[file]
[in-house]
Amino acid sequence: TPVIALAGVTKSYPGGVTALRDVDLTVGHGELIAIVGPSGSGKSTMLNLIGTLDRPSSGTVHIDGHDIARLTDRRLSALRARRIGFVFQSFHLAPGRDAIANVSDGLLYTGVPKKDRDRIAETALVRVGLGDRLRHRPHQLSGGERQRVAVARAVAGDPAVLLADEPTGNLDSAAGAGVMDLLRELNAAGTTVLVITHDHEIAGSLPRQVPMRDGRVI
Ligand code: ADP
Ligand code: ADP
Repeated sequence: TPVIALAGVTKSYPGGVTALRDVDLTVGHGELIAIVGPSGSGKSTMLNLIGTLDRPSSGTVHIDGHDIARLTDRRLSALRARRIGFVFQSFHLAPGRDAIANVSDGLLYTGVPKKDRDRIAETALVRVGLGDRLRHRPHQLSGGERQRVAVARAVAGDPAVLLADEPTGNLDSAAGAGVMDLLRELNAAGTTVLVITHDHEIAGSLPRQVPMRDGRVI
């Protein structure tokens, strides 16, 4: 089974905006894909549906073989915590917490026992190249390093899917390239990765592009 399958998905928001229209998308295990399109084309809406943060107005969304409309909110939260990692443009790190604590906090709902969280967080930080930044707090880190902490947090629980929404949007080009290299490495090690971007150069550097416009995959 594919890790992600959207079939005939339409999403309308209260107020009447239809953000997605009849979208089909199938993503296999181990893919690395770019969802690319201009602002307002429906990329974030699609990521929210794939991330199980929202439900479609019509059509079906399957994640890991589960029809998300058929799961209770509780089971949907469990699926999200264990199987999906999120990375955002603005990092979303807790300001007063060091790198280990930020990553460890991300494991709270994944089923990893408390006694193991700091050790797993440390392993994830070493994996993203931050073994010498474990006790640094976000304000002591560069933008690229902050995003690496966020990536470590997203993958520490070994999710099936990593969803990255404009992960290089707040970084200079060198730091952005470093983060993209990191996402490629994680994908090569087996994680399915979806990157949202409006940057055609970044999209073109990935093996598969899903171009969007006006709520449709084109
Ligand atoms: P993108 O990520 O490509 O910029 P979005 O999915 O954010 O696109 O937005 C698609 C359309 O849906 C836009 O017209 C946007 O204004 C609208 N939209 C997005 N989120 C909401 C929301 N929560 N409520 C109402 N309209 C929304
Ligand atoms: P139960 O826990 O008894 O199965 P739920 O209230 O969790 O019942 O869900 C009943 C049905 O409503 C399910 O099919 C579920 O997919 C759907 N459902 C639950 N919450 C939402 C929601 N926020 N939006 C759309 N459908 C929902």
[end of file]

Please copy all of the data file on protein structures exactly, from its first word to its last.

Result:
[in-house]
Amino acid sequence: TPVIALAGVTKSYPGGVTALRDVDLTVGHGELIAIVGPSGSGKSTMLNLIGTLDRPSSGTVHIDGHDIARLTDRRLSALRARRIGFVFQSFHLAPGRDAIANVSDGLLYTGVPKKDRDRIAETALVRVGLGDRLRHRPHQLSGGERQRVAVARAVAGDPAVLLADEPTGNLDSAAGAGVMDLLRELNAAGTTVLVITHDHEIAGSLPRQVPMRDGRVI
Ligand code: ADP
Ligand code: ADP
Repeated sequence: TPVIALAGVTKSYPGGVTALRDVDLTVGHGELIAIVGPSGSGKSTMLNLIGTLDRPSSGTVHIDGHDIARLTDRRLSALRARRIGFVFQSFHLAPGRDAIANVSDGLLYTGVPKKDRDRIAETALVRVGLGDRLRHRPHQLSGGERQRVAVARAVAGDPAVLLADEPTGNLDSAAGAGVMDLLRELNAAGTTVLVITHDHEIAGSLPRQVPMRDGRVI
């Protein structure tokens, strides 16, 4: 089974905006894909549906073989915590917490026992190249390093899917390239990765592009 399958998905928001229209998308295990399109084309809406943060107005969304409309909110939260990692443009790190604590906090709902969280967080930080930044707090880190902490947090629980929404949007080009290299490495090690971007150069550097416009995959 594919890790992600959207079939005939339409999403309308209260107020009447239809953000997605009849979208089909199938993503296999181990893919690395770019969802690319201009602002307002429906990329974030699609990521929210794939991330199980929202439900479609019509059509079906399957994640890991589960029809998300058929799961209770509780089971949907469990699926999200264990199987999906999120990375955002603005990092979303807790300001007063060091790198280990930020990553460890991300494991709270994944089923990893408390006694193991700091050790797993440390392993994830070493994996993203931050073994010498474990006790640094976000304000002591560069933008690229902050995003690496966020990536470590997203993958520490070994999710099936990593969803990255404009992960290089707040970084200079060198730091952005470093983060993209990191996402490629994680994908090569087996994680399915979806990157949202409006940057055609970044999209073109990935093996598969899903171009969007006006709520449709084109
Ligand atoms: P993108 O990520 O490509 O910029 P979005 O999915 O954010 O696109 O937005 C698609 C359309 O849906 C836009 O017209 C946007 O204004 C609208 N939209 C997005 N989120 C909401 C929301 N929560 N409520 C109402 N309209 C929304
Ligand atoms: P139960 O826990 O008894 O199965 P739920 O209230 O969790 O019942 O869900 C009943 C049905 O409503 C399910 O099919 C579920 O997919 C759907 N459902 C639950 N919450 C939402 C929601 N926020 N939006 C759309 N459908 C929902």